The gracilis tendon graft is now passed through the intra-articular, extrasynovial plane using a hemostat (Figure 11). With the knee held in 45° of flexion, the graft is marked where it aligns with the more distal suture anchor, and then from there the distance between the 2 suture anchors is marked off on the graft.

Figure 11.

The patient is in the supine position, the left knee flexed to 45°, when the gracilis tendon autograft is passed from the femoral fixed side through the intra-articular, extrasynovial plane using a hemostat and exiting out the opening at the medial border of the patella. Once the graft is passed, with the knee held in 45° of flexion, the graft is marked where it aligns with the more distal suture anchor, and then from there the distance between the 2 suture anchors is marked off on the graft. Arrows denote the location of 2 suture anchors. Reproduced with permission from: Kurowicki et al. [130].

4.10.7 Step 7: Secure Distal and Then Proximal End of the Graft to the Patella

A free needle is used to whip stitch the graft to the appropriate suture anchor at each level. The unused end of the graft is pulled to take up the slack, bringing the graft down to the bone and anchor. The knots are subsequently tied, starting with the distal anchor and then the excess graft is cut off (Figure 12).

Figure 12.

The patient is supine with the knee in 45° of flexion and a free needle is used to whip stitch the graft to the appropriate suture anchor at each level. The unused end of the graft is pulled to take up the slack, bringing the graft down to the bone and suture anchor. The knots are subsequently tied, starting with the distal anchor and then the proximal anchor, and the excess graft is cut off. The blue star denotes excess graft. Reproduced with permission from: Kurowicki et al. [130].

4.10.8 Step 8: Evaluate Graft Tensioning

The knee is taken through a range of motion to confirm that the graft is not overtensioned. Translation of the patella is confirmed to be less than 2 quadrants.

4.10.9 Step 9. Wound Closure

The capsule is repaired in a “pants-over-vest” fashion with a No. 2 orthocord suture (DePuy Mitek). The skin incision is closed with a subcuticular vicryl suture followed by a running monocryl.

4.11 Postoperative rehabilitation protocol

Postoperatively, the patient is weight bearing as tolerated with the brace in 0° to 30° of flexion for the first week, progressing to 60° of flexion by week 2 and 90° of flexion by week 4. With the assistance of a physical therapist, the patient undertakes quadriceps strengthening (especially, the VMO) exercises for the first 6 weeks. At more than 6 weeks postoperatively, if patients have achieved a near-full range of motion and can maintain a strong quadriceps contraction, discontinuation of the brace is acceptable. Table 2 highlights the pearls and pitfalls of the Patella Footprint Technique of MPFL reconstruction. Table 3 outlines the advantages and disadvantages of our described operative technique. The surgical technique described in this chapter provides an easy to replicate anatomical MPFL reconstruction with suture anchor patellar fixation. However, future studies are warranted comparing the outcomes between different fixation options, as well as evaluating long-term clinical outcomes.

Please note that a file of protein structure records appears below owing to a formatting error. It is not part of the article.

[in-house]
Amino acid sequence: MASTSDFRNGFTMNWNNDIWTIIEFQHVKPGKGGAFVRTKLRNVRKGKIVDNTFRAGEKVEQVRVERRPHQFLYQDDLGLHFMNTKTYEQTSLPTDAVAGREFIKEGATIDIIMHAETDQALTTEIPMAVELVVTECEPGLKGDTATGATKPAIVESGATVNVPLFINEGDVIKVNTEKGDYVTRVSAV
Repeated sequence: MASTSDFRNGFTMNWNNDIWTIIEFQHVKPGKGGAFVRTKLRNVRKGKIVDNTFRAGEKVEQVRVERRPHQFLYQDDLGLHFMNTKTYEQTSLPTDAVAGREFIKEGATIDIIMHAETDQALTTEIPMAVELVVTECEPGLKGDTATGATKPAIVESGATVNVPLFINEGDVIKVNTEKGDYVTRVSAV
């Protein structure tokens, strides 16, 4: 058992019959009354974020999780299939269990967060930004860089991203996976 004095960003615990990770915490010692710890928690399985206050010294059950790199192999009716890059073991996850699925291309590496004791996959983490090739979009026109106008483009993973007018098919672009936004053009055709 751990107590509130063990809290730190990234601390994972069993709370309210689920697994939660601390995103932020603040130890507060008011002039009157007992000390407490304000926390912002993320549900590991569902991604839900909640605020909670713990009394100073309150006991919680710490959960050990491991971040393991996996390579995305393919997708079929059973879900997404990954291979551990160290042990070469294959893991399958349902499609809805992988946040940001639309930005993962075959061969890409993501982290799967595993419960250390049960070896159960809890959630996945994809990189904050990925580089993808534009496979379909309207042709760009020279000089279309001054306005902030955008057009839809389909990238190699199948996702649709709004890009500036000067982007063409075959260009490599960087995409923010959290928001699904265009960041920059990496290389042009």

PearlsPitfalls
1. Proper tunnel and footprint position1. Malposition leads to anisometric graft placement
2. Avoid graft overtensioning by marking in 45° of knee flexion2. Postoperative pain and stiffness due to overtensioned graft
3. Address concomitant pathology when needed; consider tibial tuberosity transfer if the TT-TG# distance is >20 mm, or consider osteochondritis dissecans repair for a full-thickness chondral defect3. Recurrence of dislocation due to unaddressed pathology or recurrent pain due to chondral defect in the patella

Table 2.

Pearls and pitfalls of patellar footprint technique of MPFL reconstruction.*

TT-TG, tibial tuberosity-trochlear groove.


Adapted from Kurowicki et al. [130].


Advantages
1. Anatomic interference femoral screw allows for proper graft isometry and promotes osseous ingrowth
2. Use of two bioresorbable suture anchors on the patella creates a ligamentous footprint to decrease the propagation of patellar stress risers
3. Gracilis tendon provides a stronger construct compared with the native MPFL while limiting hamstring morbidity
4. ensioning in 45° of knee flexion allows for some bony restraint by trochlea yet prevents overtensioning of the graft
5. L-configuration diminishes patellar rotation
Disadvantages
1. Interference screw fixation on the patellar side provides a biomechanically stronger fixation as compared with the suture anchor fixation [154]

Table 3.

Advantages and disadvantages of patellar footprint technique of MPFL reconstruction.*

Adapted from Kurowicki et al. [130].


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5. Discussion